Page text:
Opponents Angered Over 'Fat Princess' Game

Sony PlayStation is expected to release a new video game worldwide next year called "Fat Princess," in which players are given the task of rescuing a once-skinny princess turned "chunky." The assignment is made that much more difficult as her captors hinder the rescue attempt by feeding her vast amounts of cake.

Sony sums up the game this way in a press release: "The fat princess of the title is your own over-fed royal that you must rescue from your enemy's dungeon -- if you can carry the porky madam to safety that is."

The game has advocacy groups up in arms. Feminists and child-care groups say the game promotes negative images of young girls and women.

Tam Fry of the Child Growth Foundation told ABCNews.com the video game is "particularly concerning" because of the impact it can have on impressionable young women. "Why not chose something else, like an animal?"

A contributor for the feminist blog Shakespeare's Sister sarcastically writes this about the new game on the Web site: "[What] I can't figure out is why anyone would want to rescue a fat princess in the first place, since everyone knows that fat girls are unlovable human garbage at whom any sensible bloke would sooner hurl invective than cast a longing glance."

The blog entry's writer also took an angry shot at Sony, saying, "Congrats on your awesome new game, Sony. I'm positively thrilled to see such unyielding dedication to creating a new generation of fat-hating, heteronormative a**holes."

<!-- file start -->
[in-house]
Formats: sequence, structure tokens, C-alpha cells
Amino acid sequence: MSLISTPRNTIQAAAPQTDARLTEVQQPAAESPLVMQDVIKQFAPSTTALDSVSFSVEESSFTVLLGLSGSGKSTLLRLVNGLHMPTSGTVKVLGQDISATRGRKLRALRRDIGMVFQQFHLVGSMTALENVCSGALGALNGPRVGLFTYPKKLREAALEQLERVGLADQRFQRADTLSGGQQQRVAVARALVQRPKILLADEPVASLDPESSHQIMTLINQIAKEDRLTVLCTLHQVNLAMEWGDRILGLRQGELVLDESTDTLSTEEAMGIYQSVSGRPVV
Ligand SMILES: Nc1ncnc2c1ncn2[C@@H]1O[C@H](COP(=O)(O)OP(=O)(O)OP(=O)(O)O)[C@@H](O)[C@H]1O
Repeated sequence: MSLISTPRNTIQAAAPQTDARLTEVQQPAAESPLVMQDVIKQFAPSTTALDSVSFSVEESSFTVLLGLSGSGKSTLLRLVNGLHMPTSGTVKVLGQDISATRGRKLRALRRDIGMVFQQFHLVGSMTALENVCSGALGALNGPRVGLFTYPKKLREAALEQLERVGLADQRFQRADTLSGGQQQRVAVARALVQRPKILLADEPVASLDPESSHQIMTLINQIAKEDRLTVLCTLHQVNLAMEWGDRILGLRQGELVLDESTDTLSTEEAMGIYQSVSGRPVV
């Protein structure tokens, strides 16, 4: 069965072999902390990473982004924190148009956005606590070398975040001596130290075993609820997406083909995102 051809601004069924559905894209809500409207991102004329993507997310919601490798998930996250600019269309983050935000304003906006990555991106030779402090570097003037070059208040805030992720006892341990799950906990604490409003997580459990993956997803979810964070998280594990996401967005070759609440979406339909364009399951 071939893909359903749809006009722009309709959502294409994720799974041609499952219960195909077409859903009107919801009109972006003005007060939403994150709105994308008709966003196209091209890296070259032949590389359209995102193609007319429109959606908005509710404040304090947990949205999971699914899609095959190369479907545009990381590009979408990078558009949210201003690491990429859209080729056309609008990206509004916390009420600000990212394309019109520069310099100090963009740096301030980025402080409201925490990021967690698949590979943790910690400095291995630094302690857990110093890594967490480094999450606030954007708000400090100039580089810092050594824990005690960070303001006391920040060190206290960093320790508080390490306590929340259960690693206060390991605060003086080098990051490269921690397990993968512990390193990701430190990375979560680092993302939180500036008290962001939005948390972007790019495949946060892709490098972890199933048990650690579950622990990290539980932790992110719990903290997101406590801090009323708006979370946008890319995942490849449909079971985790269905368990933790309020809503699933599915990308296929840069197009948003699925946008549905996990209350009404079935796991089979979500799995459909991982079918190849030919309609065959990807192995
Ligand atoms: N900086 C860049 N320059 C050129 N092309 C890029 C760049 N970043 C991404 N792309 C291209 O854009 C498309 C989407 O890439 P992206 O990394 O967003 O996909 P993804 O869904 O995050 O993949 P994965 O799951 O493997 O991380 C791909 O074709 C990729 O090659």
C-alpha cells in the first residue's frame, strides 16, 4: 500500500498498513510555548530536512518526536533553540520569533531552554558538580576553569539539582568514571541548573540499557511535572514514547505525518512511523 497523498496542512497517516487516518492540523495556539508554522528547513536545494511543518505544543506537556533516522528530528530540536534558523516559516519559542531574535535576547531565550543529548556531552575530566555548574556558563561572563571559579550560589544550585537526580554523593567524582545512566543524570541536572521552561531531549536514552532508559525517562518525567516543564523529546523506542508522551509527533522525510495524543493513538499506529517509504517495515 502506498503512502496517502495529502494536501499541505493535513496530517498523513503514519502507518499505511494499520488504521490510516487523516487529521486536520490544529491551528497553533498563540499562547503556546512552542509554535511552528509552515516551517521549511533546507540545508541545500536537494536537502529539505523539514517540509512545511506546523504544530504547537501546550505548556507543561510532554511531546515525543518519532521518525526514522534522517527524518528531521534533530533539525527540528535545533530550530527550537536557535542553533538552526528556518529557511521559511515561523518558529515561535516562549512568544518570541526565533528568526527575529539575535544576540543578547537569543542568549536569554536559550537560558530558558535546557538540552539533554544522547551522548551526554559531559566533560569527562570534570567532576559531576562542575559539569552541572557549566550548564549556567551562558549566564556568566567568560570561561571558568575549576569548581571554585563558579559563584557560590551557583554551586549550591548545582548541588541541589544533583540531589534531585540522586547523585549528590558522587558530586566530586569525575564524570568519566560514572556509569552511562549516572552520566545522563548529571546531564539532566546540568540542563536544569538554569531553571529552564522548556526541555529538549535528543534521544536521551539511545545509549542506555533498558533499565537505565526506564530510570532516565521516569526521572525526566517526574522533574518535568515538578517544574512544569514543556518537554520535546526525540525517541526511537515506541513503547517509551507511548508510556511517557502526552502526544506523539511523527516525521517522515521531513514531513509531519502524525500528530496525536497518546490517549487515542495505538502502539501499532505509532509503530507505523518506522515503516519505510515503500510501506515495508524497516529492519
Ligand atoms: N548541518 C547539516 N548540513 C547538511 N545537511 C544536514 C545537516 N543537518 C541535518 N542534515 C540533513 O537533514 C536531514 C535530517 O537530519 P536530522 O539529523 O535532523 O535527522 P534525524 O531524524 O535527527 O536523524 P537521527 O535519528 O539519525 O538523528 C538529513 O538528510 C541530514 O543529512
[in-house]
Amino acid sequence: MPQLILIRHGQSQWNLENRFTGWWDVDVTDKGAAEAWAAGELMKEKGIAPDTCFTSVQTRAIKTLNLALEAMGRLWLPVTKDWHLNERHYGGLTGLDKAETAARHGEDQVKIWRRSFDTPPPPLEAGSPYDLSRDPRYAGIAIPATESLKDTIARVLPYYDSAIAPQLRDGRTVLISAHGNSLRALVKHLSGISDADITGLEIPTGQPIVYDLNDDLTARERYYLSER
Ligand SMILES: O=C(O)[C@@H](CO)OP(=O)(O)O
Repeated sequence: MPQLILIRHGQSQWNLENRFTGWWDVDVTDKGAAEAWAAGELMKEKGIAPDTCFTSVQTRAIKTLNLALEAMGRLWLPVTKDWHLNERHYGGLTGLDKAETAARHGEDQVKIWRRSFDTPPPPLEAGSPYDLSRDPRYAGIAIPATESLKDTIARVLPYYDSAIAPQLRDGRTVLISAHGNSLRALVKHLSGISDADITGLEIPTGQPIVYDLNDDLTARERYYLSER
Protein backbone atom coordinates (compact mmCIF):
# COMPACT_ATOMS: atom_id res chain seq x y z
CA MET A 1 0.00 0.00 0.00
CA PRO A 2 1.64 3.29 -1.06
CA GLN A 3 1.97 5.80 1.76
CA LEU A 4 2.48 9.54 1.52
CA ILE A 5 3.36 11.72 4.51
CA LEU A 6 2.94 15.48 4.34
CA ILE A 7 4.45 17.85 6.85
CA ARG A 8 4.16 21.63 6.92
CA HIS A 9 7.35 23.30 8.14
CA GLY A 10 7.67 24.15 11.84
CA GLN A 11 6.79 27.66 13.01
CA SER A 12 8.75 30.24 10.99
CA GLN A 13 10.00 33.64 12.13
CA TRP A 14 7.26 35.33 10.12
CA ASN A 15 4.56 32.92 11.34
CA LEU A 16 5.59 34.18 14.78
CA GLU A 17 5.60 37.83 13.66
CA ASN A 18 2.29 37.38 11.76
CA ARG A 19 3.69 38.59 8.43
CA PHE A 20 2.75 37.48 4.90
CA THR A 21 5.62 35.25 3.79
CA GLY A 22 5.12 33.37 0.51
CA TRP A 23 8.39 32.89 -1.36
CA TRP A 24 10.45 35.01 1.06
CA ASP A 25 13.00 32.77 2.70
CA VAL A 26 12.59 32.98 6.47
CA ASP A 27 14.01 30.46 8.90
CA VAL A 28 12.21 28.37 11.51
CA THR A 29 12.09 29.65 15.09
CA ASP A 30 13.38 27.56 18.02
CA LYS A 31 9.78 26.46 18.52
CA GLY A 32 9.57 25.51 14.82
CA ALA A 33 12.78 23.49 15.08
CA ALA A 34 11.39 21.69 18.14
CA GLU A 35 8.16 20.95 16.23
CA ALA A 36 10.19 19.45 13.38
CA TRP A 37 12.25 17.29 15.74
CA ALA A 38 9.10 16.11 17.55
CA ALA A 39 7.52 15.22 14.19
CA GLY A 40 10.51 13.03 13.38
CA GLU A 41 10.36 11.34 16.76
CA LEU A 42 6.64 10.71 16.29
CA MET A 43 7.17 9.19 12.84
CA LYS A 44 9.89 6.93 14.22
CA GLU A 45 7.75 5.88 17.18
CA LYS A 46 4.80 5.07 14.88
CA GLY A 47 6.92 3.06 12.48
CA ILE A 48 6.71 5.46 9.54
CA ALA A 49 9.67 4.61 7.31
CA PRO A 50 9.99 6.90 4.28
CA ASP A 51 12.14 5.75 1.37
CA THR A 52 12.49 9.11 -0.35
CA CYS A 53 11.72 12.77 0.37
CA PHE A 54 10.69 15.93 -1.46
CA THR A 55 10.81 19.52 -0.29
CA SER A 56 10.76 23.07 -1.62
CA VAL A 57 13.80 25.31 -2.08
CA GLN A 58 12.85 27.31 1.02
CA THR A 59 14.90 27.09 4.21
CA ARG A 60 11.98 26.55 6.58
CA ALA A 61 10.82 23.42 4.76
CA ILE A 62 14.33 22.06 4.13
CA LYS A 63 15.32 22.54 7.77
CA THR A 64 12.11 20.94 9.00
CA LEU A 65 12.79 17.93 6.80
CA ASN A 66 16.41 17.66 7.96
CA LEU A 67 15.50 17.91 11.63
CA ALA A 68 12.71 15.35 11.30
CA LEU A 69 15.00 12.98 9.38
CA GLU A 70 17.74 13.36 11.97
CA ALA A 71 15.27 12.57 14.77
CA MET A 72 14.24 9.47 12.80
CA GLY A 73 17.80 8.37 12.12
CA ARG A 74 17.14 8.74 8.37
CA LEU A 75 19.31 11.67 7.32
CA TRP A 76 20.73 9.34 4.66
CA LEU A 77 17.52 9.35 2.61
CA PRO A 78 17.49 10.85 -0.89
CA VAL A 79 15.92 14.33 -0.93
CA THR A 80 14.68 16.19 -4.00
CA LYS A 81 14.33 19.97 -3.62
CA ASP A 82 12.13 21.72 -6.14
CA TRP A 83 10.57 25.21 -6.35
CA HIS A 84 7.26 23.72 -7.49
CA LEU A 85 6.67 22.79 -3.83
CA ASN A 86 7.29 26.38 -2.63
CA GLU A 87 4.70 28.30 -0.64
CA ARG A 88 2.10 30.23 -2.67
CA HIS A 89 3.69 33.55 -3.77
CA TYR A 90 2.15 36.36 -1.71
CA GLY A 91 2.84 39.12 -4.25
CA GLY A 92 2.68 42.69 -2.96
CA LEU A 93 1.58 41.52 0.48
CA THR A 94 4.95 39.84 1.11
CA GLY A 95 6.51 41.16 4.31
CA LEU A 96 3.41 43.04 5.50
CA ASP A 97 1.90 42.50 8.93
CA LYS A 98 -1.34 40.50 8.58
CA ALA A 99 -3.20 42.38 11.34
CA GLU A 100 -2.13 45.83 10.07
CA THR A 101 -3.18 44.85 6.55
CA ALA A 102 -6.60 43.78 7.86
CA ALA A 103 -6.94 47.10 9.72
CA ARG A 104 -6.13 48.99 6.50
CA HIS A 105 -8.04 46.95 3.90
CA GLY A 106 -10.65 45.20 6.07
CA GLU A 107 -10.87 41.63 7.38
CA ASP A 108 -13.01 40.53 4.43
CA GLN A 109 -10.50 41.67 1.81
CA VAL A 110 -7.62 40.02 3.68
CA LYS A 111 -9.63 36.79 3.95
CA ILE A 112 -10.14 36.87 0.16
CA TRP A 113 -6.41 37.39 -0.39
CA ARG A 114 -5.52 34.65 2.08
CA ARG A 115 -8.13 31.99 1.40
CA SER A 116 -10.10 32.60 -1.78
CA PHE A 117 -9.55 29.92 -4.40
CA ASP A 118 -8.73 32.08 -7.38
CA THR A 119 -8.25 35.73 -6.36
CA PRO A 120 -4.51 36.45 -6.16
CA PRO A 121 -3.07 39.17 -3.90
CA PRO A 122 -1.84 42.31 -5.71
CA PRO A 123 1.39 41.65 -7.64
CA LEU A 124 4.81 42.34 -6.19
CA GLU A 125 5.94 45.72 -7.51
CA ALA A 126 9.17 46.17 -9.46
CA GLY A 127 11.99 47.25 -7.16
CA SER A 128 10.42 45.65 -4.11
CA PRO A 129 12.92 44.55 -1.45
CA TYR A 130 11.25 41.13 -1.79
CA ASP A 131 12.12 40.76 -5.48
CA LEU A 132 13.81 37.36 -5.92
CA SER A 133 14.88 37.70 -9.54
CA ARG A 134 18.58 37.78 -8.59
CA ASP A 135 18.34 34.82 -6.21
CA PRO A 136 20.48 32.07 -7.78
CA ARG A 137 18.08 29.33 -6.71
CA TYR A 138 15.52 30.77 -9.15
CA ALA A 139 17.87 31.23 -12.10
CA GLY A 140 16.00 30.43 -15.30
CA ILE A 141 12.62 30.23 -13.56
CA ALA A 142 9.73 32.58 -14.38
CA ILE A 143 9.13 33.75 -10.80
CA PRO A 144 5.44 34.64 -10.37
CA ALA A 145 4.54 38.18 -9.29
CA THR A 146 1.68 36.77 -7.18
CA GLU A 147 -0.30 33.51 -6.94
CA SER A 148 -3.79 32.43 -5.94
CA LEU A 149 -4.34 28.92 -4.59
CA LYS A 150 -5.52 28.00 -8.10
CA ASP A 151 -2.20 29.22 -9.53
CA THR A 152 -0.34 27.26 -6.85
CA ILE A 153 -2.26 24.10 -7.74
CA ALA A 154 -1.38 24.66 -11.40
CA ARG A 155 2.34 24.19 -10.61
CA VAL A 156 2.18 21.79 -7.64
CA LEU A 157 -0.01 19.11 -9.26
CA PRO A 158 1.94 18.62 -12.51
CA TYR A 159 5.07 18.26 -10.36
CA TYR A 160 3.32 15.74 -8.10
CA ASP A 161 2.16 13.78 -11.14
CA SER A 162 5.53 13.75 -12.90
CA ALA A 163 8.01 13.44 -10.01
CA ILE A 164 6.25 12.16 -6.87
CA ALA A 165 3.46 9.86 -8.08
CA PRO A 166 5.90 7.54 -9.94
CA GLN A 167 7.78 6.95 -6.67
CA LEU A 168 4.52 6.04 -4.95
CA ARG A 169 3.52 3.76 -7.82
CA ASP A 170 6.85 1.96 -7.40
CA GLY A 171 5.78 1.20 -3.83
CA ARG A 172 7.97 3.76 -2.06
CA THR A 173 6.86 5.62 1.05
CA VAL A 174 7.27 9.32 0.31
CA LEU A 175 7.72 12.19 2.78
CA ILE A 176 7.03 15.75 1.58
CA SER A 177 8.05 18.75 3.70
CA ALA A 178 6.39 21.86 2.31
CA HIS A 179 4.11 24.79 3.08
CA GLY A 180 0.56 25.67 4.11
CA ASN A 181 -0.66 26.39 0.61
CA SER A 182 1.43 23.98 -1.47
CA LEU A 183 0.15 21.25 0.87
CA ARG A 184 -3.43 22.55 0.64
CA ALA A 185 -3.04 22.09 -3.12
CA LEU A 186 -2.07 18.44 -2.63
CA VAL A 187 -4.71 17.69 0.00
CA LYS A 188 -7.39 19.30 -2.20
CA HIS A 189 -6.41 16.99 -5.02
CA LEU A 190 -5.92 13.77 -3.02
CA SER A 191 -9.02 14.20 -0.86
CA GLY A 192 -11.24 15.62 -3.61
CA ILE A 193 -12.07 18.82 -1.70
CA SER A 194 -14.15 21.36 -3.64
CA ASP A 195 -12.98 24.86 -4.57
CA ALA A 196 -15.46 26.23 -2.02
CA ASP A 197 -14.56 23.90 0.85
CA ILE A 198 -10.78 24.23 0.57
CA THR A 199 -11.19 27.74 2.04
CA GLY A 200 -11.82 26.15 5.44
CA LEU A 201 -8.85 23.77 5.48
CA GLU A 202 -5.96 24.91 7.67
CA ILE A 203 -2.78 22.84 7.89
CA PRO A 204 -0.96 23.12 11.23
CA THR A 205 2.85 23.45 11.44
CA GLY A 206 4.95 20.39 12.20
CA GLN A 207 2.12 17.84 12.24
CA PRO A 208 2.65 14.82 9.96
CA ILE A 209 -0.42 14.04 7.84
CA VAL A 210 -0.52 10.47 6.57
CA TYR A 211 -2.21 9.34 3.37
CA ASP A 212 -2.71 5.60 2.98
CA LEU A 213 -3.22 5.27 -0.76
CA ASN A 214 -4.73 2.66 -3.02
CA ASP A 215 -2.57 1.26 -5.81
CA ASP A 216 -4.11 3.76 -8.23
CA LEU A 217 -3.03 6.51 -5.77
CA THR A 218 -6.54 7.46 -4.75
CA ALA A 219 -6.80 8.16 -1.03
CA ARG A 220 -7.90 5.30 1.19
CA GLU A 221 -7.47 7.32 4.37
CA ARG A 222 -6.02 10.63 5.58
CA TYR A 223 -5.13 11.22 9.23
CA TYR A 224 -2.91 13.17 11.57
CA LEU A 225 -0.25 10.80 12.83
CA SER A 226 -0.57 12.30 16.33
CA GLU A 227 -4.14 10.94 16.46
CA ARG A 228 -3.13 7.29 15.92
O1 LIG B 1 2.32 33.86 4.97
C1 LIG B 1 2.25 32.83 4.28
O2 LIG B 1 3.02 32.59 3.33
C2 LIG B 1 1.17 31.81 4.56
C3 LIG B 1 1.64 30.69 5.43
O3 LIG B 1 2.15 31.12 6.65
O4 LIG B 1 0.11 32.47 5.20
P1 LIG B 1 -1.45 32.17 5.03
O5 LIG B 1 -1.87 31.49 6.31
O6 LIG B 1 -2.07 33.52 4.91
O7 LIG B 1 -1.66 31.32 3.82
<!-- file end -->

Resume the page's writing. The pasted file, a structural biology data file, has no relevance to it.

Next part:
"Fat Princess" had already made waves among gamers in the U.S. after Sony's E3 Press Conference in California in July, when it received mixed reviews on gaming sites.

Sony describes the game as "a blast of hilarious, furious multiplayer fun."

David Wilson, Sony PlayStation's head of PR in the U.K., downplayed the criticism, telling ABCNews.com that "no one has actually seen the game," referring to those voicing the opposition. He added that anyone who had seen the game would not be able to "genuinely express" the types of sentiments being battered among advocacy groups.

Fry, who says the game has a "hurtful connotation," disagreed with Sony PlayStation, saying it sent a message to its players that "fat women are abusable and a figure of fun."

Is the outcry justified, or is this just a harmless video game that is getting a little too much attention?

"The object of the game is to rescue the princess," said Wilson. "She is revered and not treated in any derogatory way."

Sony's Wilson said the game "almosts ridicules stereotypes," comparing the "fat princess" to Princess Fiona in the movie "Shrek." "It's done in a cartoony way," he added.

However, Fry says games like "Fat Princess" may force girls to live up to the celebrity image. Young girls may be "trying to look like Victoria Beckham," said Fry, referring to soccer star David Beckham's famous -- and rail-thin -- wife.

The game will be available next year, but some would like to see Sony scrap the game or at least modify it.

"I would personally withdraw the game and substitute [the princess] for something else," Fry said.

Wilson said that he hoped it went without saying that "Sony would never do any of the things its accused of," adding that the company did not "endorse or encourage bullying."

It remains to be seen if gamers will buy or boycott the video game, either judging it to be a disrespectful slam against women or an example of political incorrectness they can overlook.